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Taken 22-Feb-19
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2 of 8 photos
Categories & Keywords

Category:Architecture and Structures
Subcategory Detail:
Keywords:Centennial Memorial Museum
Photo Info

Dimensions4288 x 2848
Original file size5.36 MB
Image typeJPEG
Color spacesRGB
Date taken22-Feb-19 18:03
Date modified22-Feb-19 18:03
Shooting Conditions

Camera modelNIKON D90
Focal length18 mm
Focal length (35mm)27 mm
Max lens aperturef/3.5
Exposure1/160 at f/6.3
FlashNot fired, auto mode
Exposure bias0 EV
Exposure modeAuto
Exposure prog.Unknown
ISO speedISO 200
Metering modePattern
Digital zoom1x
Centennial Memorial Museum

Centennial Memorial Museum

Corpus Christi
Nueces County, Texas
27 47.170' N 97 23.996' W Directions: Start at the intersection of 6th Street and Park Avenue. The museum is on the north side of the intersection.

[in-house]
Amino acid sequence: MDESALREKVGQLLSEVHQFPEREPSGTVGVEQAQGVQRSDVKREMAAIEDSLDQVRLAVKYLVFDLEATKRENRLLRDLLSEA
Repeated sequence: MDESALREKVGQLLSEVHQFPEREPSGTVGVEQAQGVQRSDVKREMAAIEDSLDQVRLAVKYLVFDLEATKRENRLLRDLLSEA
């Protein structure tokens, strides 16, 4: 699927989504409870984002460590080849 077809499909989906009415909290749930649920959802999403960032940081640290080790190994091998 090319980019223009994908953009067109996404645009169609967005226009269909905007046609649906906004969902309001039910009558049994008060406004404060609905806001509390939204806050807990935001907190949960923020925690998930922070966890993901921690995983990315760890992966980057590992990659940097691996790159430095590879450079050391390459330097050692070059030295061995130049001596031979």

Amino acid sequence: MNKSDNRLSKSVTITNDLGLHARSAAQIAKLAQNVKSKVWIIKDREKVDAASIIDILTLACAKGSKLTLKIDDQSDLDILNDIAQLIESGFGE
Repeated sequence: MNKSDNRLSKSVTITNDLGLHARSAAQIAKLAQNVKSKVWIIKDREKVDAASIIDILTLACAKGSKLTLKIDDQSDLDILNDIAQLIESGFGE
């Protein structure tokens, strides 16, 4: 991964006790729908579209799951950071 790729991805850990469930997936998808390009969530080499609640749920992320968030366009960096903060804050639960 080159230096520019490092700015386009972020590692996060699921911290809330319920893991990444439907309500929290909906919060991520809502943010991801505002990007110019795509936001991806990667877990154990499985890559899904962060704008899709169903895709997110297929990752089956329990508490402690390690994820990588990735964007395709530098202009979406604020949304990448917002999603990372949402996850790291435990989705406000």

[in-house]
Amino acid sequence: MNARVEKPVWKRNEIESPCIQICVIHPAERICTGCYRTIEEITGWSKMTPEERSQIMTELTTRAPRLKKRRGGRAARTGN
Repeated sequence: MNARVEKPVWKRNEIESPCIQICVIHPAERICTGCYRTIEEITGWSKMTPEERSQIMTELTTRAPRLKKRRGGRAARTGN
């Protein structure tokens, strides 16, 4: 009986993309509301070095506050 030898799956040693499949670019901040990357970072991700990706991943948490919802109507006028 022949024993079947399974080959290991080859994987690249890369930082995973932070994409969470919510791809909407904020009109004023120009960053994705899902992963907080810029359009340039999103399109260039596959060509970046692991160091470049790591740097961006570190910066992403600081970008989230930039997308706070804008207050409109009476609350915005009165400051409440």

Text: The Centennial Memorial Museum was built as part of a statewide commemoration of the 100th Anniversary of Texas Independence. In 1935, the Centennial Advisory Board of Nueces County discussed plans for the centennial. Original plans centered on hosting the annual splash days event and a historical pageant. However, the idea of a museum soon offered educational possibilities, promotion of regional history, increased tourism and a new community center. In 1938, the city of Corpus Christi donated a site within South Bluff Park and offered $1,200 toward the cost of the building. The commission of control allocated $4,000 and the citizens of the area donated over $1,000. Construction began in December 1938 and was completed on May 18, 1940. As a one-story 60 by 40 foot building, the museum was limited in space. Initially, Mary Louise Degarmo (d.1953), the historian on the committee, planned for a three-in-one museum highlighting history, art and science. Cattle brands, model airplanes, boat models, photography and geological exhibits promoted the uniqueness of the region. Art exhibits at the museum continued to grow as community participation in art also grew. After World War II, when the museum was used as a military support facility and the exhibits were removed, only the art component of the museum remained, as the history and science components were moved to a new location. In 1944, with the creation of the Corpus Christi Art Foundation, the museum changed its name to the Centennial Art Museum. The museum continued to be a vital cultural force in the community until space limitations forced the art museum's relocation to the art and science park on Shoreline Boulevard.